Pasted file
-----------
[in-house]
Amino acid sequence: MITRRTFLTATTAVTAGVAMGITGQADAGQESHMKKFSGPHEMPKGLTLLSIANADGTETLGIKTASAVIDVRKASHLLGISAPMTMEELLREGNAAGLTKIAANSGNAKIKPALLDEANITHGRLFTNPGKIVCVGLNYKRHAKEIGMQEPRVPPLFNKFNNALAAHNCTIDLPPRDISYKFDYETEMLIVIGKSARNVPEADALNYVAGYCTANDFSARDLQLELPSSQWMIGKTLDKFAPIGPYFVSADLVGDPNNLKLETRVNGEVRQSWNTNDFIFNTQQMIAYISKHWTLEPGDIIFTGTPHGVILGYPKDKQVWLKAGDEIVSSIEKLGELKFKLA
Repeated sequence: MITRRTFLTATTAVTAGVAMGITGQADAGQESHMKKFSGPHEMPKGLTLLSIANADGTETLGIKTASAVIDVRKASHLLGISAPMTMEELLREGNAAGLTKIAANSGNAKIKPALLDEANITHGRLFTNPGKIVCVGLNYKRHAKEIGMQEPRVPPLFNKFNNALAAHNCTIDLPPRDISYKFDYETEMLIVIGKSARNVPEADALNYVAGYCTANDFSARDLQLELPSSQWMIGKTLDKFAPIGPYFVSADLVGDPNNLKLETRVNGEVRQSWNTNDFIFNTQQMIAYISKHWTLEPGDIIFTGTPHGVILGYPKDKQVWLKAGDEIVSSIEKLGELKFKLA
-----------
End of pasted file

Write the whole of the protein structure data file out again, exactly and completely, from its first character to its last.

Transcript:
[in-house]
Amino acid sequence: MITRRTFLTATTAVTAGVAMGITGQADAGQESHMKKFSGPHEMPKGLTLLSIANADGTETLGIKTASAVIDVRKASHLLGISAPMTMEELLREGNAAGLTKIAANSGNAKIKPALLDEANITHGRLFTNPGKIVCVGLNYKRHAKEIGMQEPRVPPLFNKFNNALAAHNCTIDLPPRDISYKFDYETEMLIVIGKSARNVPEADALNYVAGYCTANDFSARDLQLELPSSQWMIGKTLDKFAPIGPYFVSADLVGDPNNLKLETRVNGEVRQSWNTNDFIFNTQQMIAYISKHWTLEPGDIIFTGTPHGVILGYPKDKQVWLKAGDEIVSSIEKLGELKFKLA
Repeated sequence: MITRRTFLTATTAVTAGVAMGITGQADAGQESHMKKFSGPHEMPKGLTLLSIANADGTETLGIKTASAVIDVRKASHLLGISAPMTMEELLREGNAAGLTKIAANSGNAKIKPALLDEANITHGRLFTNPGKIVCVGLNYKRHAKEIGMQEPRVPPLFNKFNNALAAHNCTIDLPPRDISYKFDYETEMLIVIGKSARNVPEADALNYVAGYCTANDFSARDLQLELPSSQWMIGKTLDKFAPIGPYFVSADLVGDPNNLKLETRVNGEVRQSWNTNDFIFNTQQMIAYISKHWTLEPGDIIFTGTPHGVILGYPKDKQVWLKAGDEIVSSIEKLGELKFKLA